While my classmates were inspecting the previous staircase and descending one by one as Mohamed indicated, a small child caught my attention and I retraced my steps, rising on the ground to approach her, with the luck that I saw the guard appear on the way to the mastaba of Tanutamani(This underground tomb has no pyramid already outwardly and many others also because most have been looted as blocks of sandstone for the buildings of the villagers themselves). What I am going to try to explain from these moments I do not even know how to do it because I think that since I ran to get to the road until my companions started coming, blood stopped coming to my brain and I was not even able to get photos (the photos are taken from a later video that tries to reproduce the moment and that one day I will edit).




Can you imagine the moment of adrenaline that involves seeing a staircase carved into the rock that descend into the deepest darkness of the necropolis and know that there only for me, without tourists -or my own companions-, without distractions, without adulteration? In fact, even the guard does not go down with me, looking for accommodation on a rock near the door.



Even the flashlight seems to be taken from a movie! There will be about 30 or 40 stairs that take me to a second door with bars, this one if open. I am in the subsoil of the great pyramid that was here, more than 8 meters from the current plateau and an anteroom begins to illuminate before me with WONDERFULLY PRESERVED PAINTS I can almost (shouldn't) touch.




I have not been to Egypt. That, together with the fact that I never think that in my life I will be able to enter completely alone in a funeral chamber of almost 3,000 years (specifically 2,672 years), makes this trip, this day, this precise moment, is already located in my great memories of travel forever (and that Oli, if one day you read me, I think it would be a good place to point in your list of essentials that your father made) and that will not be until after a few minutes when Mohamed comes down and begins to interpret all these paintings.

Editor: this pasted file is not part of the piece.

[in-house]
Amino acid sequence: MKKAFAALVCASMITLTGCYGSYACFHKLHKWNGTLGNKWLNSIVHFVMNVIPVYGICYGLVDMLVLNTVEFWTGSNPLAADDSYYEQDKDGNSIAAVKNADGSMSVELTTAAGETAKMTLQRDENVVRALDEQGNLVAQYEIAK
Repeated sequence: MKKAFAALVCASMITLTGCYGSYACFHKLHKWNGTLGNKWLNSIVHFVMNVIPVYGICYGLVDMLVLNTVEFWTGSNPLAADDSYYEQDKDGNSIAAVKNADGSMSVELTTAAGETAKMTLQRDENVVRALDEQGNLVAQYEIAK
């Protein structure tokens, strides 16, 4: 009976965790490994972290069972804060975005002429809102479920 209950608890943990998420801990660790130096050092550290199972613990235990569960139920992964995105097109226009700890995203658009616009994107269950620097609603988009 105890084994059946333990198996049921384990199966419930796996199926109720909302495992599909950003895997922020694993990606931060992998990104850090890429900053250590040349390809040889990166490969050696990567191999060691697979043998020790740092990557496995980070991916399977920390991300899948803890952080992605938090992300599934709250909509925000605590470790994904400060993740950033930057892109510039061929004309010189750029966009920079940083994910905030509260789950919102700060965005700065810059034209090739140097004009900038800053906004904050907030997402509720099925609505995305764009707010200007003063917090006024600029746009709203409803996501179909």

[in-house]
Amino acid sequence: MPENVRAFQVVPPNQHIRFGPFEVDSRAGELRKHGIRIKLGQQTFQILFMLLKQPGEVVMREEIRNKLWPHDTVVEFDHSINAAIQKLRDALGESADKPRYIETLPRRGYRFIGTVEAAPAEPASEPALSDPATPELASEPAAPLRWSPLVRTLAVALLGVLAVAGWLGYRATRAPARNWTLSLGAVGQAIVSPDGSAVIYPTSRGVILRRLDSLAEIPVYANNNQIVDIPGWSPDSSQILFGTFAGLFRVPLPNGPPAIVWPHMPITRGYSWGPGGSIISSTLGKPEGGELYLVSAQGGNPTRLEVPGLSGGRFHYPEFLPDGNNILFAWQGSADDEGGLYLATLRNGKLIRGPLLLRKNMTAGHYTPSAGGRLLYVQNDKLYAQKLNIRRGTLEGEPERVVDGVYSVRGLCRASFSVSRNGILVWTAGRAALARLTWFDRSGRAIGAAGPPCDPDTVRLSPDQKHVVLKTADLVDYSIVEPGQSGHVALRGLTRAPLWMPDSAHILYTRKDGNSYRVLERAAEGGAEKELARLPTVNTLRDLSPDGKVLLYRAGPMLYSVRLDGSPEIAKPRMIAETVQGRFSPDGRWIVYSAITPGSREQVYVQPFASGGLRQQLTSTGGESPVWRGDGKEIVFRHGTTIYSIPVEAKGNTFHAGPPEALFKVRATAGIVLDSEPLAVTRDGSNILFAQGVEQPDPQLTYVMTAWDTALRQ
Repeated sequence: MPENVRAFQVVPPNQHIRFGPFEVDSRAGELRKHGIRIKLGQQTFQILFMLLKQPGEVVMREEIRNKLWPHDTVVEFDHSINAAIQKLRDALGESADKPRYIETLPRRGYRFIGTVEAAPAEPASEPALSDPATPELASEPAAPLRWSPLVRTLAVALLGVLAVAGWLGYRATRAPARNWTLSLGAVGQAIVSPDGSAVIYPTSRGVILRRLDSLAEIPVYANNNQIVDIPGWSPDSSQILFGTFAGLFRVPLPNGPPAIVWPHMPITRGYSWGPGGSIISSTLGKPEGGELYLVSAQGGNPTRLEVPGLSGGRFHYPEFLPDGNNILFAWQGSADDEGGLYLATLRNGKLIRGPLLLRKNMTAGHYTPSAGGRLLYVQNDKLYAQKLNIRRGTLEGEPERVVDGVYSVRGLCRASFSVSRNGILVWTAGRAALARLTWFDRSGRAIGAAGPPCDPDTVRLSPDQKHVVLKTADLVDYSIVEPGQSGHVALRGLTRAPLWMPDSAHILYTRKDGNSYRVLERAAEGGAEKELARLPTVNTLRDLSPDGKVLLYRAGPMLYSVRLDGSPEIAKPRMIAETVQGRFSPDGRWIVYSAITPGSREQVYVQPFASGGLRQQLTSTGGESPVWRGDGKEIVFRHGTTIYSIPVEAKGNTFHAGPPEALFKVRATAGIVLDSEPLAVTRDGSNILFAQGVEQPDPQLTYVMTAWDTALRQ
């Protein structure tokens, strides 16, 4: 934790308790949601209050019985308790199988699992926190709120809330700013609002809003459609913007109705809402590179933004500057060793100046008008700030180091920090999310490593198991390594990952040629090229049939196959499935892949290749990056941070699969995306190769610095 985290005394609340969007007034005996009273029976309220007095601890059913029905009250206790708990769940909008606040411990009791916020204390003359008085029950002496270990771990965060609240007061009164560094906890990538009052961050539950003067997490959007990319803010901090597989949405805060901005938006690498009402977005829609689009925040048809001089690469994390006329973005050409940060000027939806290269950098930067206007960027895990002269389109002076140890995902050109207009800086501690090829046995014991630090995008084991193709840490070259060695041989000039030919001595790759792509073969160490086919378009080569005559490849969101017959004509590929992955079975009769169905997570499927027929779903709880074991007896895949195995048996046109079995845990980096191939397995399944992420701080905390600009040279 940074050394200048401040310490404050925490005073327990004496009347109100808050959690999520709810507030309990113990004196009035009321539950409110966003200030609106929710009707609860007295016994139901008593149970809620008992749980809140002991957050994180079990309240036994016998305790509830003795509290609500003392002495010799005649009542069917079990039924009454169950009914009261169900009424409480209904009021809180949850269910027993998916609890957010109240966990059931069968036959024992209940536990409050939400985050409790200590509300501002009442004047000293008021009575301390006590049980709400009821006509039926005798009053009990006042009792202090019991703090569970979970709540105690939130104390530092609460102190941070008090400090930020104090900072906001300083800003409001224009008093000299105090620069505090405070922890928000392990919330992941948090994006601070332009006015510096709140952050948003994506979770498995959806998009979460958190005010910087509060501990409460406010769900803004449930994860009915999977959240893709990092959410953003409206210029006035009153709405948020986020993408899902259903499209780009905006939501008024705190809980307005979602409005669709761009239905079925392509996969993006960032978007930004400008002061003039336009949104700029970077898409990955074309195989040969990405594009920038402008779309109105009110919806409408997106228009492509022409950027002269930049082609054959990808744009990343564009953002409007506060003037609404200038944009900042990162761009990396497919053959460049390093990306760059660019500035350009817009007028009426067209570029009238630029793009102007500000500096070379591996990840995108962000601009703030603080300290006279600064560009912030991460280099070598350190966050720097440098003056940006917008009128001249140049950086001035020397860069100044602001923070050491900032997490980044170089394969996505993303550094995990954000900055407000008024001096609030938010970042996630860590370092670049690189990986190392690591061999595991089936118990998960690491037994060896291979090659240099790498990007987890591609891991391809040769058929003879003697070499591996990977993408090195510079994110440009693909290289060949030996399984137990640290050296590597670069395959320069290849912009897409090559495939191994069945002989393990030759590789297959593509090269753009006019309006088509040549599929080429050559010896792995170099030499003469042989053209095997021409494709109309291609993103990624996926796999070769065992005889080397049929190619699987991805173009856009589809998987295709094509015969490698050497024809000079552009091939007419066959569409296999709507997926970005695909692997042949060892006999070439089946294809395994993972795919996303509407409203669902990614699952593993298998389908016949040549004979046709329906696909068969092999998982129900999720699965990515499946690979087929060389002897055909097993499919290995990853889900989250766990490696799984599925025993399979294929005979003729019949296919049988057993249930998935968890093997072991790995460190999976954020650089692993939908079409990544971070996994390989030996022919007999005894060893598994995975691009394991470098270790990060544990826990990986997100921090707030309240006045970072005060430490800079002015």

Contextualizing a little El-Kurru, it was excavated by the colonial archaeologist George Reisner between 1918 and 1919 but, nevertheless, he barely left annotations of five structures because it seems that he did not dig them thoroughly because the pyramid ceiling sank 5 members of their excavation and decided to leave it. This makes the archeological site still, today, one of the most important sources of discoveries every year and that Reisner himself had already been able to recover gold chests with beautiful jewels buried with the Kushite kings. For example, recently found graphites of the Meroitic period with human figures, horses, demons and geometric shapes. Noah arrives, which has been the next one that has come running behind me.



The Pharaoh Tanutamaniwas the successor of Taharqa and all these paintings that we see represent the mummified pharaoh already inside his sarcophagus, his heart before Horus and multiple gods that accompany him to the next life as Isis, the mother goddess; Anubis, the jackal, the guardian of the dead; Thoth, the baboon, the god of wisdom ...



All the scenes are part of a funerary text of Ancient Egypt that was used since the beginning of the new Empire and which the Kushites, the Book of the Dead, endorsed.

THE ENIGMAS OF NUBIA (VOL8): The Book of the Dead and more about superstitions

Like the Egyptians, the Kushites also believed in the life after death and this led them to mummify themselves buried with objects such as jewels (sometimes even with them on top of the wooden sarcophagus) to cross the underworld. Among those pieces, there are some especially striking papyri, a series of magical formulas to travel the hereafter compiled in the so-called "Book of the Dead" (previously on walls or the sarcophagus). Thus, for example, the "formula 154" prevented the decomposition of the body and was inscribed in the bandages of the mummy, others were destined to overcome the judgment, etc ...

But superstitions are not there. Not long ago, in an excavation in the Dangeil cemetery south of the Fifth Waterfall, an ancient Egyptian symbol adopted by the Kushites was found. It was about one of the greatest treasures that an archaeologist can find, a ceramic box with a ritual role for protection against the "evil eye" with the Eye of Uadyet

He atmosphere is very very charged here inside. It's too hot. It is striking to see that the bottom of the camera has lost the paintings. It seems that there were some floods a while ago that flooded the underground tomb